YELLIN: Gloria, let me put this to you because the Republicans have consistently said nothing -- no new programs without paying for it. But there's no pay-for for this tax extension. Is there a little political gamesmanship here?

BORGER: Sure. Look --

BILBRAY: No, what we did in the --


BILBRAY: Jessica, in the '90s what we said is that if you want to add more money to one category, you have to find the money in the category. And we actually ended up --


BILBRAY: -- working out a coalition with Clinton about the fact that we're finally going to prove the American people that we can be trusted with the purse and that means --



UNIDENTIFIED FEMALE: A couple of things --


UNIDENTIFIED FEMALE: A couple of things --

(CROSSTALK) BORGER: A couple of things. One is I was around when we -- when these tax cuts were enacted and they were because we had something called a surplus, which nobody has heard of anymore, 2001, 2003. The theory was we want to give you back your money because we have too much of it, which is something we don't have now.

Now what the Democrats are trying to do is turn this deficit issue on its head and to say, OK, you want to extend all these tax cuts. That's fine except you have to figure out a way to pay for it because we don't have any money. Because if you extend them, you're costing over two trillion --


BORGER: -- that's with a "t" -- trillion dollars.

YELLIN: Joe, listen to this ad, which I've been seeing playing nonstop at least around here. Look at this.


SENATOR FRED THOMPSON, POLITICAL AD: Folks, America's economy is struggling and Congress is about to make it a whole lot worse. Our nation faces a massive automatic tax increase at the end of this year when the Bush tax cuts expire. When that happens your income taxes could increase by 10 percent or more. Capital gains taxes will jump over 30 percent. Taxes on dividends will more than double. It's not a pretty picture.


YELLIN: All right, Fred Thompson with a swanky new goatee.


YELLIN: But the message, who is that to?

JOHNS: Well, you know I don't know who exactly who it's -- it's to everybody. And this is a big problem for Democrats because it's very hard to sell something like this during an election year. Tax cuts are -- these are the things that Republicans do pretty well.

And that's what they get votes for. And you're going to turn around and say we're going to let these tax cuts expire. Whoever doesn't get them is probably going to be mad. There's a reasonable assumption that they're going to be less likely to vote for the Democrats, so they're sort of in a rock and a hard place. Honestly back right after Barack Obama got elected there were a lot of Republican strategists telling me that they were waiting, salivating for this debate. This is the thing they want to do.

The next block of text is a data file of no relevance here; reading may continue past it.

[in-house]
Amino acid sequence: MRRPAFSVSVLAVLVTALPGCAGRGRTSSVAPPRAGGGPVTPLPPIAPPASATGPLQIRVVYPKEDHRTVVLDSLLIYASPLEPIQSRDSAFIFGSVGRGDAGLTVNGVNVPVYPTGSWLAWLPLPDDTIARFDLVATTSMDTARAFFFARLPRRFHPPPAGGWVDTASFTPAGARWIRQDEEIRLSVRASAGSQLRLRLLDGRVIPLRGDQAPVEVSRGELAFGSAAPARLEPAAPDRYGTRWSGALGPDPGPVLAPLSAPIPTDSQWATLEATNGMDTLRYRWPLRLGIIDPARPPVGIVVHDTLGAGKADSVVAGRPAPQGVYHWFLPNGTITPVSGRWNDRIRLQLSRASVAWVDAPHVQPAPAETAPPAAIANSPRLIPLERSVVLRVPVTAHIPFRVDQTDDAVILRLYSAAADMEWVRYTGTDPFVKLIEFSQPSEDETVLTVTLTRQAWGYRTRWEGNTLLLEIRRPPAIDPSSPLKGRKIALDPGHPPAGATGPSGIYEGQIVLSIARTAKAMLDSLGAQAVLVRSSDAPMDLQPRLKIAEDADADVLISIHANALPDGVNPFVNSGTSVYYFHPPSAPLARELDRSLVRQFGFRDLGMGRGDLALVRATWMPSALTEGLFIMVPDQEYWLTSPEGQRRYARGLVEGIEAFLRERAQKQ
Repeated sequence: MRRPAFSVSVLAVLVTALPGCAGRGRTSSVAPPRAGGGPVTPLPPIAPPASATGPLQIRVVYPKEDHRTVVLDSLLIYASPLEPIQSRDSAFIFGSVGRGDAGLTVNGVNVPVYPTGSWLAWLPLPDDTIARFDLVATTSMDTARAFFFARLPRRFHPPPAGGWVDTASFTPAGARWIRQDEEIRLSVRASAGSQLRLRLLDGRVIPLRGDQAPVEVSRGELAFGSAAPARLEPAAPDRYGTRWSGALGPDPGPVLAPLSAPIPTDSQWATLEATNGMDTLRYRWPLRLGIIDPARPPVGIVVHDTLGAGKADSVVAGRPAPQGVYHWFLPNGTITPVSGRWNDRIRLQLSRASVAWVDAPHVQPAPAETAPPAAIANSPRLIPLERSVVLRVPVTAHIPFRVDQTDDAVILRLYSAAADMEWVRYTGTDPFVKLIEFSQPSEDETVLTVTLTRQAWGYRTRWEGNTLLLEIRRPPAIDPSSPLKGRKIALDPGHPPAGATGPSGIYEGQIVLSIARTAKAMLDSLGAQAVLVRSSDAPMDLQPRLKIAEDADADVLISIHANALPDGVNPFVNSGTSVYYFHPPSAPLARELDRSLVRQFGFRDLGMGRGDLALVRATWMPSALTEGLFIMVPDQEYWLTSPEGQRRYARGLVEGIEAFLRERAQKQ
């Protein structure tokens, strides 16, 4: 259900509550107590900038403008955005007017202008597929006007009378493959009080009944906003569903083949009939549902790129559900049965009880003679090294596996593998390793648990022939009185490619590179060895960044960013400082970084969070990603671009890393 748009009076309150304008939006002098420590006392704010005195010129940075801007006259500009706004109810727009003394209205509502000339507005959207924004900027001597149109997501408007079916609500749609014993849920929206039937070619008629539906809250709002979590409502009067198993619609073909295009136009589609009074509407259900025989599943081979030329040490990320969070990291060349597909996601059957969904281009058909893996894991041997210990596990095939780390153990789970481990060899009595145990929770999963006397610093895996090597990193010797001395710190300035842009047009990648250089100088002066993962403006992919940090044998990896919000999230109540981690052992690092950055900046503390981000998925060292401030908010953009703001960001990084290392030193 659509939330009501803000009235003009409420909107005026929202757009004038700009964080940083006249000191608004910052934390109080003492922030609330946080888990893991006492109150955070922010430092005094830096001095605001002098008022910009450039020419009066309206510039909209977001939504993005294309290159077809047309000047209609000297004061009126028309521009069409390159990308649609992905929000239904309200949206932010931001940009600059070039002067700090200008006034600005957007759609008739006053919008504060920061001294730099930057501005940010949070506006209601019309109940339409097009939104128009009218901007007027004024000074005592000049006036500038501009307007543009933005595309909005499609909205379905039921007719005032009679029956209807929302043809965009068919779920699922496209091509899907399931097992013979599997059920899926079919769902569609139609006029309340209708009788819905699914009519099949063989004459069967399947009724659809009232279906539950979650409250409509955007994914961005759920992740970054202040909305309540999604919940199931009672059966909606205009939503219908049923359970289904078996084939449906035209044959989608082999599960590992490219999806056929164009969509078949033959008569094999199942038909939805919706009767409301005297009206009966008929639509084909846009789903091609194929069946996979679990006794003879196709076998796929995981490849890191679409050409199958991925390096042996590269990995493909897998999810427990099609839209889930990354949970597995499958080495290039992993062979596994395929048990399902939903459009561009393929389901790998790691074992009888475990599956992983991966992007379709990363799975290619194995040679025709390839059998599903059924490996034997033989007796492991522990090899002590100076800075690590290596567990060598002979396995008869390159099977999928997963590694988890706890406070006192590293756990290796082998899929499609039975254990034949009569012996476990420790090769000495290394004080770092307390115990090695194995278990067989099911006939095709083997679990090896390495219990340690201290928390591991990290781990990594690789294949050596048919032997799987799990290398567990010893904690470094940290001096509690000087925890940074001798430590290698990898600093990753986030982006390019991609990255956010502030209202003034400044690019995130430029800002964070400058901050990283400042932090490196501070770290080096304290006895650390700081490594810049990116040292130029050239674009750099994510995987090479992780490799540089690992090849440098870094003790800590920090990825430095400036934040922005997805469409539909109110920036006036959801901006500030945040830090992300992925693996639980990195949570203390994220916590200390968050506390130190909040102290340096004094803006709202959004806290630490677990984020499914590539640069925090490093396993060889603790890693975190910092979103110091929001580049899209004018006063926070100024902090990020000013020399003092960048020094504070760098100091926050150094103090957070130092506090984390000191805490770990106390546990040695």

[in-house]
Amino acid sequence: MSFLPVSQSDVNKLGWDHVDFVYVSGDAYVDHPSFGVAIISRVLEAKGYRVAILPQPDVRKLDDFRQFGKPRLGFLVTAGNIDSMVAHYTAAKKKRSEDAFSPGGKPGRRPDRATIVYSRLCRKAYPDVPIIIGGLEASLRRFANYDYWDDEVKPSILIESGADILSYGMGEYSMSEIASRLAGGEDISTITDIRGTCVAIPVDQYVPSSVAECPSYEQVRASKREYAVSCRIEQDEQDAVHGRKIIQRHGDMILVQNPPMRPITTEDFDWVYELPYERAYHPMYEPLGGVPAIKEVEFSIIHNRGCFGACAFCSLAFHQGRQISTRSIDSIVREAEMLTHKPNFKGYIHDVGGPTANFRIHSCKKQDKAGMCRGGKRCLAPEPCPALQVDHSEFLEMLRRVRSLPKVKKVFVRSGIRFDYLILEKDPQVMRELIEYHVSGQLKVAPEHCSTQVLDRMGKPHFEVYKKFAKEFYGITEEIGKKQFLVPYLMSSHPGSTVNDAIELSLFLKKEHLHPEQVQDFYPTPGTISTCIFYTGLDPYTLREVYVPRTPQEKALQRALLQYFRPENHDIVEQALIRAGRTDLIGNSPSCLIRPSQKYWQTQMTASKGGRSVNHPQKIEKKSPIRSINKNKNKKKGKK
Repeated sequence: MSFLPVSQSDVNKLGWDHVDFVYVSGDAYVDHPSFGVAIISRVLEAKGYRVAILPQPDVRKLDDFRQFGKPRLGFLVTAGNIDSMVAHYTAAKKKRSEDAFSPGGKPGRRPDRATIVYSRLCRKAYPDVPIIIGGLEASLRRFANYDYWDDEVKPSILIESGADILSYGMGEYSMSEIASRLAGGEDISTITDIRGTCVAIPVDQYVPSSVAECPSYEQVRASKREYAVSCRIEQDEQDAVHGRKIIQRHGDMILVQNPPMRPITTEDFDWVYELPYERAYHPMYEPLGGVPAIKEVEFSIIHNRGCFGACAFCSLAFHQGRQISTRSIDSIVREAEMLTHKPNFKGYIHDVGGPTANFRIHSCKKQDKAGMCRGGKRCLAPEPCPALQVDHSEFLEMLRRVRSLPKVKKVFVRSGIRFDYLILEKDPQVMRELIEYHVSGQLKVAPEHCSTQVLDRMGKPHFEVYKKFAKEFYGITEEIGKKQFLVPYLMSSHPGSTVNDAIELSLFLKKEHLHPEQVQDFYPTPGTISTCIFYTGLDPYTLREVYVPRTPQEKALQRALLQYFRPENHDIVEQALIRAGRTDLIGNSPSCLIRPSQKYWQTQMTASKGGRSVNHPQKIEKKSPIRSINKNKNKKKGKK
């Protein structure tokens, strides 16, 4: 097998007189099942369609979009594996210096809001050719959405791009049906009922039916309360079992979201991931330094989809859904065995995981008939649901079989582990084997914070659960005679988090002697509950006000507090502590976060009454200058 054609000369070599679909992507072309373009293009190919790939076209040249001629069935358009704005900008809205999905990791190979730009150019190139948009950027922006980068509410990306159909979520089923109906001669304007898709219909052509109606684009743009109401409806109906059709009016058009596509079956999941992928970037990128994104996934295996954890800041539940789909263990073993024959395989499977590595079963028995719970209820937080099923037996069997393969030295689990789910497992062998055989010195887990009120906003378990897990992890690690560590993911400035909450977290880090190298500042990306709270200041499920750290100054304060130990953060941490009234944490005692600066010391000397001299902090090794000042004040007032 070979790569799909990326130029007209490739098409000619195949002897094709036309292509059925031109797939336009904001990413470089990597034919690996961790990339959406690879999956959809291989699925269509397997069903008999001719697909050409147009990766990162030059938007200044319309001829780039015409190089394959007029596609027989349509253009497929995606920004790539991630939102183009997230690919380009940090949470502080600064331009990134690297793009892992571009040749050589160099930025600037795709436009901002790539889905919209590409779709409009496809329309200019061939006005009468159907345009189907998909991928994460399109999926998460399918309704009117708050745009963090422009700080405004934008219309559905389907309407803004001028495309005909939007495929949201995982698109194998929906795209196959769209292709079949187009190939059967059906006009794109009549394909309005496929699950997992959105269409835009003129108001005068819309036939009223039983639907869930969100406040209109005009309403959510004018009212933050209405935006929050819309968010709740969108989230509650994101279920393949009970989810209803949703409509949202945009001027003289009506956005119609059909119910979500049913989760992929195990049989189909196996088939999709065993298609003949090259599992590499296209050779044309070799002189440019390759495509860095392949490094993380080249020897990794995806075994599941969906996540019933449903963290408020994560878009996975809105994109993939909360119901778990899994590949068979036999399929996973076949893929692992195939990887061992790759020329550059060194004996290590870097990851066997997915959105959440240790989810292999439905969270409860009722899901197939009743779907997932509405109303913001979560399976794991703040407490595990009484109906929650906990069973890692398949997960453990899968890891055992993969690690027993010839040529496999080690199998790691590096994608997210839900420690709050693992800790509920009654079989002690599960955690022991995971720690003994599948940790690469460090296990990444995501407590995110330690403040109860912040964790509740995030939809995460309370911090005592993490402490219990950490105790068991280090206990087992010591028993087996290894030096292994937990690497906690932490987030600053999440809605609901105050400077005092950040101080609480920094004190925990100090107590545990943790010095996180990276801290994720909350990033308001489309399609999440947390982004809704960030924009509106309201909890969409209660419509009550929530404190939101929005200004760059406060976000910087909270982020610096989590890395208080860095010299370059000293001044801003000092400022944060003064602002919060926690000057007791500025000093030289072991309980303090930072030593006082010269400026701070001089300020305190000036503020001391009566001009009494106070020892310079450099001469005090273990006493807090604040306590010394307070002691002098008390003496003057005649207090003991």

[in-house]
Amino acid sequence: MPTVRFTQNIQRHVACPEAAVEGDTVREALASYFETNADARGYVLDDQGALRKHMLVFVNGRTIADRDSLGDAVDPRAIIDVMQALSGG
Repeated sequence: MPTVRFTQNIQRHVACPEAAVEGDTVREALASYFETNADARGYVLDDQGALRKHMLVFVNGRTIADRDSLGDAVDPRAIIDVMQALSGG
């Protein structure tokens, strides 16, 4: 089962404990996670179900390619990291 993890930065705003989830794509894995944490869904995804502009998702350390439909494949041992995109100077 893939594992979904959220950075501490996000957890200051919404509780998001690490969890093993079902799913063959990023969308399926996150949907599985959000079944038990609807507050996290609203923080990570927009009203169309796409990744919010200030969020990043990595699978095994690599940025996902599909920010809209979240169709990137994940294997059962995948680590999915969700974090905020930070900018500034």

BORGER: But you know I talked to a Democratic strategist who said, look, whenever we talk taxes, it's not good for us and we know what we have to do here. People when you poll them say we don't want tax cuts for the wealthy. But then when you actually let these tax cuts expire on the wealthy and raise taxes, the public doesn't make a difference.


BORGER: They're nodding in agreement, right?


YELLIN: We've got to take a break -- we've got to go. It's a lively debate. If it's lively here that means it's going to be even livelier on the campaign trail, so thanks all for joining us and coming back on the other side of the break, Bristol and Levi they're back in the news. Hear what cheery young Palin has to say next.


YELLIN: Welcome back. Let's check in now with Joe Johns for the news you need to know right now -- hey Joe.

JOHNS: Hey, Jessica. CNN has confirmed a federal court will rule tomorrow on the challenge to California's Proposition 8, which outlawed gay marriage. Just over three hours ago BP started pumping mud into its leaking well, hoping to seal it for good. New York authorities have cleared the way for the development of an Islamic community center and mosque a few blocks from ground zero.

Senators John McCain and Tom Coburn put out a report detailing 100 projects they say misspent stimulus money. Highlights include replacing the windows of a forest service visitor center that was closed in 2007. And studying how monkeys react under the influence of cocaine.

And in today's installment of our favorite soap opera, Bristol Palin tells "People" magazine it's over. It turns out the day she and Levi Johnston announced their engagement, he told her he might have fathered a baby with another teenage girl. Do you believe this?

YELLIN: All I can say is OMG. First of all, she's chairing an abstinence campaign.

JOHNS: It's incredible.

YELLIN: Second of all, how short lived was that --

JOHNS: Yes I know.


YELLIN: -- Bristol.

JOHNS: It just keeps going back (INAUDIBLE) "The Days of our Lives" is that what they call it --

YELLIN: I know she says she was snookered by him --


YELLIN: Poor thing.

JOHNS: Well.

YELLIN: Do you think it will come around again?

JOHNS: Life happens -- I bet (INAUDIBLE). I bet you --

YELLIN: And we'll read about it in "People" or "Us" -- thanks Joe.

All right, among the other items on my "Radar" tonight, the $91 million woman. Who is it? Here's a hint. She used to run eBay, but now she wants to run California.

And be it resolved South Carolina Republicans just sent a new message to one of their U.S. senators.